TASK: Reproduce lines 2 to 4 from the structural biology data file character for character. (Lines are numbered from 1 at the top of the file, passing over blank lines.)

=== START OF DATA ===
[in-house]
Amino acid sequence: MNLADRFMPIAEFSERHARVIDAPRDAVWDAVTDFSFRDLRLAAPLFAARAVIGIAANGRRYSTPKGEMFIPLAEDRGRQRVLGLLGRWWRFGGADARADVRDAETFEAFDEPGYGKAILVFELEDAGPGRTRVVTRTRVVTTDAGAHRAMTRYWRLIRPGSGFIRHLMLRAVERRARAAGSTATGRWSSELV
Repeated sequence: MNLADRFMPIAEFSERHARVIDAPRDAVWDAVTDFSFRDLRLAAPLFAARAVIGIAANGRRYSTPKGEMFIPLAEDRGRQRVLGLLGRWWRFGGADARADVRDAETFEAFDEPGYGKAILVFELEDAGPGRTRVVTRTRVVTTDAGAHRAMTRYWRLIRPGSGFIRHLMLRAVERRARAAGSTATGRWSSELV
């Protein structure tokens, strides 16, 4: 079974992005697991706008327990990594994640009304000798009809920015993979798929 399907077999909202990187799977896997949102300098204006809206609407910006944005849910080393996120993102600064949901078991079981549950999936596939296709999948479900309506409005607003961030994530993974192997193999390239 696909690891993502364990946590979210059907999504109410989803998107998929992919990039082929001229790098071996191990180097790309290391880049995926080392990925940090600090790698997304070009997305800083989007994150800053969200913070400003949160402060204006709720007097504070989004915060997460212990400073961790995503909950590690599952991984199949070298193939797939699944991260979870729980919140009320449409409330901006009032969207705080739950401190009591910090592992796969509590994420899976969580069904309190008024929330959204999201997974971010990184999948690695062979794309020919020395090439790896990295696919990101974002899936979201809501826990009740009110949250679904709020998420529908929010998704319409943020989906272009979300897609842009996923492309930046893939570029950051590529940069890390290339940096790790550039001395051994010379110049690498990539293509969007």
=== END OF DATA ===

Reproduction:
Amino acid sequence: MNLADRFMPIAEFSERHARVIDAPRDAVWDAVTDFSFRDLRLAAPLFAARAVIGIAANGRRYSTPKGEMFIPLAEDRGRQRVLGLLGRWWRFGGADARADVRDAETFEAFDEPGYGKAILVFELEDAGPGRTRVVTRTRVVTTDAGAHRAMTRYWRLIRPGSGFIRHLMLRAVERRARAAGSTATGRWSSELV
Repeated sequence: MNLADRFMPIAEFSERHARVIDAPRDAVWDAVTDFSFRDLRLAAPLFAARAVIGIAANGRRYSTPKGEMFIPLAEDRGRQRVLGLLGRWWRFGGADARADVRDAETFEAFDEPGYGKAILVFELEDAGPGRTRVVTRTRVVTTDAGAHRAMTRYWRLIRPGSGFIRHLMLRAVERRARAAGSTATGRWSSELV
């Protein structure tokens, strides 16, 4: 079974992005697991706008327990990594994640009304000798009809920015993979798929 399907077999909202990187799977896997949102300098204006809206609407910006944005849910080393996120993102600064949901078991079981549950999936596939296709999948479900309506409005607003961030994530993974192997193999390239 696909690891993502364990946590979210059907999504109410989803998107998929992919990039082929001229790098071996191990180097790309290391880049995926080392990925940090600090790698997304070009997305800083989007994150800053969200913070400003949160402060204006709720007097504070989004915060997460212990400073961790995503909950590690599952991984199949070298193939797939699944991260979870729980919140009320449409409330901006009032969207705080739950401190009591910090592992796969509590994420899976969580069904309190008024929330959204999201997974971010990184999948690695062979794309020919020395090439790896990295696919990101974002899936979201809501826990009740009110949250679904709020998420529908929010998704319409943020989906272009979300897609842009996923492309930046893939570029950051590529940069890390290339940096790790550039001395051994010379110049690498990539293509969007």